The project was initiated in August, 1964 by president Richard Nixon, and the first prototype was developed in the spring of 1965. The original suits were bulky and uncomfortable, but they would soon get their chance to prove themselves.
In response to pleas from the Southern Vietnamize government, the United States military deployed about 100,000 troops to South Vietnam in March, several of whom would be equipped with the new Goliath Mk I power armor. Many of the soldiers remarked on how the name should be "Bertha" instead of Goliath, as the armor was huge and handicapped in a jungle environment.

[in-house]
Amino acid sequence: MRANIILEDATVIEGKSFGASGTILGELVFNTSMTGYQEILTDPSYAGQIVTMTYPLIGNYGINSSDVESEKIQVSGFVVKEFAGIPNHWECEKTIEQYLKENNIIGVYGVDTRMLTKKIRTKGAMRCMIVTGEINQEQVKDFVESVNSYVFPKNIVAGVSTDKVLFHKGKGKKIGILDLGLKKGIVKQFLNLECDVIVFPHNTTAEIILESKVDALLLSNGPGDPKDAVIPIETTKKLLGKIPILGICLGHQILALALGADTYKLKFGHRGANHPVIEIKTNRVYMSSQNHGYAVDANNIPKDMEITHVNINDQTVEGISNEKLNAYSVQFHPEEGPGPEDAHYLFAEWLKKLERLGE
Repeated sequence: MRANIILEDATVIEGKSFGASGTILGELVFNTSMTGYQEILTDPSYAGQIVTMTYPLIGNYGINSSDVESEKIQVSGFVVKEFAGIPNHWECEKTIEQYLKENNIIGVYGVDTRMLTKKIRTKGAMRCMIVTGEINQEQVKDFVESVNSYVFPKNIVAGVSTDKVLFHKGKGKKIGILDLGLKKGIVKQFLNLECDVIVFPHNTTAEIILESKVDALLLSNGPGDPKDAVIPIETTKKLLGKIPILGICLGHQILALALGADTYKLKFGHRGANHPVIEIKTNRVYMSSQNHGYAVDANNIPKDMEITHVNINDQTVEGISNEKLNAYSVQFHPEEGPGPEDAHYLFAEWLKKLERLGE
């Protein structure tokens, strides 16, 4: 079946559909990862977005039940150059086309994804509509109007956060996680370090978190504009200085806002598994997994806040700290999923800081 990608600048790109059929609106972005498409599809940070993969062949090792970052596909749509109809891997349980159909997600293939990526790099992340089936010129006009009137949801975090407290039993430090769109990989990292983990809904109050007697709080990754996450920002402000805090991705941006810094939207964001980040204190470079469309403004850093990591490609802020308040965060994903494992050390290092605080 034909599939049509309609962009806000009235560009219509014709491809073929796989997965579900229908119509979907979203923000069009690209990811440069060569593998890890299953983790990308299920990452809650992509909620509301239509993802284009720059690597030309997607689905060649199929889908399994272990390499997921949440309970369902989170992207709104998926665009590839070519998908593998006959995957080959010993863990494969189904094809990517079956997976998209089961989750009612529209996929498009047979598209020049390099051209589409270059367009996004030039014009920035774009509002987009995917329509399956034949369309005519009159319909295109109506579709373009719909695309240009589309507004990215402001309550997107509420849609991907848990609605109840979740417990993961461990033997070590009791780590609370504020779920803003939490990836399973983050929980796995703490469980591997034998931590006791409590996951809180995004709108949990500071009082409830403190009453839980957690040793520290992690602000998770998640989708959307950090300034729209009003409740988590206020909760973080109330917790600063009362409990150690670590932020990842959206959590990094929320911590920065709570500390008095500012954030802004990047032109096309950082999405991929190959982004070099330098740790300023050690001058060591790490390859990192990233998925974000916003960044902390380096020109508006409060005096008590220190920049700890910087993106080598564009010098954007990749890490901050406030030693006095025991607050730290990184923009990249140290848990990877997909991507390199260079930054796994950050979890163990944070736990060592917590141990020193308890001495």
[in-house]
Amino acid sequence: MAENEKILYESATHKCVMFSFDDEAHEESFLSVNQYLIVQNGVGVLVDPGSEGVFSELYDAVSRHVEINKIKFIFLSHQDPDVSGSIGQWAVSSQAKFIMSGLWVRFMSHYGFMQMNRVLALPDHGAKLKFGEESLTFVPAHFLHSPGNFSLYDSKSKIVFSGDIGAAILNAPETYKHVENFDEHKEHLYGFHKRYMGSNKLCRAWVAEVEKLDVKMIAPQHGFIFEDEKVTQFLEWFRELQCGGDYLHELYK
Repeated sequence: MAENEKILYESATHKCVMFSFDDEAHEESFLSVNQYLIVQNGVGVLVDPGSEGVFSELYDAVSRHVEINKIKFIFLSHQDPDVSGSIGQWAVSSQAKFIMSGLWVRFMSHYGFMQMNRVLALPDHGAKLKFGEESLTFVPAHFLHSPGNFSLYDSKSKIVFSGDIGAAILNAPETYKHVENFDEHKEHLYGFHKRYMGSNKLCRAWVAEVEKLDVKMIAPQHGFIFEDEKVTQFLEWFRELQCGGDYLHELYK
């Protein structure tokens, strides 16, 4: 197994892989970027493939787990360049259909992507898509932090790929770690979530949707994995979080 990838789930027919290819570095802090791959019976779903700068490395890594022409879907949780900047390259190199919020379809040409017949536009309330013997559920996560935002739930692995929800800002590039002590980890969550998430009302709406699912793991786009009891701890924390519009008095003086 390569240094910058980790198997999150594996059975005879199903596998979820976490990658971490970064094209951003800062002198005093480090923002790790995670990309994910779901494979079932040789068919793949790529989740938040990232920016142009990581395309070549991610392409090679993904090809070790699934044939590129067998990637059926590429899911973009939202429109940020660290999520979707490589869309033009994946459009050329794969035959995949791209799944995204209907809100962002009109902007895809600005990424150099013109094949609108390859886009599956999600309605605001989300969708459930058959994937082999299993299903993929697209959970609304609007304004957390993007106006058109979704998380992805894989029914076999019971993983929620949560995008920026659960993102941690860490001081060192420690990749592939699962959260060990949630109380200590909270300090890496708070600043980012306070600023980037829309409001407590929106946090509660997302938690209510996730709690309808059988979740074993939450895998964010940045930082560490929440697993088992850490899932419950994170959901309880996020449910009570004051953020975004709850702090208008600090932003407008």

The deployment was an outstanding success, as the power armor was not only extremely effective at its intended purposes, but was also reported to strike fear into the hearts of Viet Cong soldiers. Throughout the summer, the Goliath-equipped units simply plowed their way through North Vietnamese strongholds, finally arriving in Hanoi (The north Vietnamese capital city) in November of 1965. The northern government surrendered to the American-backed South, and the war was over.
The Goliath power armor entered mass production, and was the U.S. Army's primary form of powered exoskeletons until it was gradually phased out of service in the 1990s. Although gone, the Goliath was notable as it served as the main inspiration for the more well-known "power armor" of the 2060s.